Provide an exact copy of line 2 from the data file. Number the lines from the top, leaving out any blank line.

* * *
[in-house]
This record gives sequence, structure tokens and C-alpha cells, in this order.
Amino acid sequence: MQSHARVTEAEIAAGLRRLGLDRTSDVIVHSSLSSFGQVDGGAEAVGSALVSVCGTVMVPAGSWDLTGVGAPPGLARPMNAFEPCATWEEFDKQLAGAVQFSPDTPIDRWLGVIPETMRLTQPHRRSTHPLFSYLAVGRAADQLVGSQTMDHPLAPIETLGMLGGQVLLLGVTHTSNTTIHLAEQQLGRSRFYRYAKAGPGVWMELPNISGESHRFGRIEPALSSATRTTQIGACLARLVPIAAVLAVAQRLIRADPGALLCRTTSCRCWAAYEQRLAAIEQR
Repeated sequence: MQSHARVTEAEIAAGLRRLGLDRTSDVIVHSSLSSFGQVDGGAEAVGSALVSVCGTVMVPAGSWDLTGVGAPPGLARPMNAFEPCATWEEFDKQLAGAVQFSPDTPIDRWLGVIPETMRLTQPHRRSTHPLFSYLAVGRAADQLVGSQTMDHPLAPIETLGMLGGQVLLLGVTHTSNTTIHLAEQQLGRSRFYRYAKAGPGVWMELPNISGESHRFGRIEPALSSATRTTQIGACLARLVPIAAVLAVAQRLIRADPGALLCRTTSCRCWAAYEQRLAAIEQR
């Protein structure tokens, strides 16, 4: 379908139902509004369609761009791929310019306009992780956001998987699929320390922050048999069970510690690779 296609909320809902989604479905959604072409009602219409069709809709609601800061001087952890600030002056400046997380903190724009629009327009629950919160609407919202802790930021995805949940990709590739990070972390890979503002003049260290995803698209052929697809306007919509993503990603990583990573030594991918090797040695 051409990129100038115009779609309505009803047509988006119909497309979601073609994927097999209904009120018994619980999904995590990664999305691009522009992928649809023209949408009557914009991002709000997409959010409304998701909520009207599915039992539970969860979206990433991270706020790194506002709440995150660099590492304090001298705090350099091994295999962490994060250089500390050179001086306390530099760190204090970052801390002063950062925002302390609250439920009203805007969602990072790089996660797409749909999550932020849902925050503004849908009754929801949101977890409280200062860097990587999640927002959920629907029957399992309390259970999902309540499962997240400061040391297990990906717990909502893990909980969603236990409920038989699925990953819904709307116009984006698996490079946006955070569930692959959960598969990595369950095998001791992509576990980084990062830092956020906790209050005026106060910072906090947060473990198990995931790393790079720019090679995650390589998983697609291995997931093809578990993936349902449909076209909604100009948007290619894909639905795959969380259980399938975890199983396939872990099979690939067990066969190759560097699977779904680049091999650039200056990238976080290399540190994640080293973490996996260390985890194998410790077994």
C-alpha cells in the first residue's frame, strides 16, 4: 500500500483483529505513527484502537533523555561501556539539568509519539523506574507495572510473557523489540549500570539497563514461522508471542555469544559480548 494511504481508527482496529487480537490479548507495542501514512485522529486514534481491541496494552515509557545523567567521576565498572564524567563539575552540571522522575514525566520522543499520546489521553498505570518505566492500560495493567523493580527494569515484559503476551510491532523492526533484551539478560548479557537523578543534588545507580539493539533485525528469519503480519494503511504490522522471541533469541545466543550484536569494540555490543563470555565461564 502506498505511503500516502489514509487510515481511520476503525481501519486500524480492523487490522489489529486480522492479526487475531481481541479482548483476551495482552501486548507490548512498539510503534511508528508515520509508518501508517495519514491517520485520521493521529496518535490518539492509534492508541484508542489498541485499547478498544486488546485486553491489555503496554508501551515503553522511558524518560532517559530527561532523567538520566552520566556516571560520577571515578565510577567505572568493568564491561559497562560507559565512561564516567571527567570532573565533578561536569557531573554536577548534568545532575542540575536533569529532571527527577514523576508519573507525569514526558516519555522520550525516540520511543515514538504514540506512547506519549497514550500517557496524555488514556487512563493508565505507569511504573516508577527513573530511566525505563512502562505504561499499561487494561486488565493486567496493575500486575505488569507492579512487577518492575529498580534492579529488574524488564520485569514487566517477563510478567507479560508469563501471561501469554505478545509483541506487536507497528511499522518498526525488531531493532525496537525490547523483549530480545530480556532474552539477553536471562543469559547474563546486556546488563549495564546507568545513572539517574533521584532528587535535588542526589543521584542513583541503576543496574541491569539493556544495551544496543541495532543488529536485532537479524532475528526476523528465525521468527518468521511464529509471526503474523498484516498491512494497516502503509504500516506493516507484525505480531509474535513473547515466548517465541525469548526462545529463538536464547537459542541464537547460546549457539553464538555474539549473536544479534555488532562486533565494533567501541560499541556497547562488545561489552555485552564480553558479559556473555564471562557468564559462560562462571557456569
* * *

This record gives sequence, structure tokens and C-alpha cells, in this order.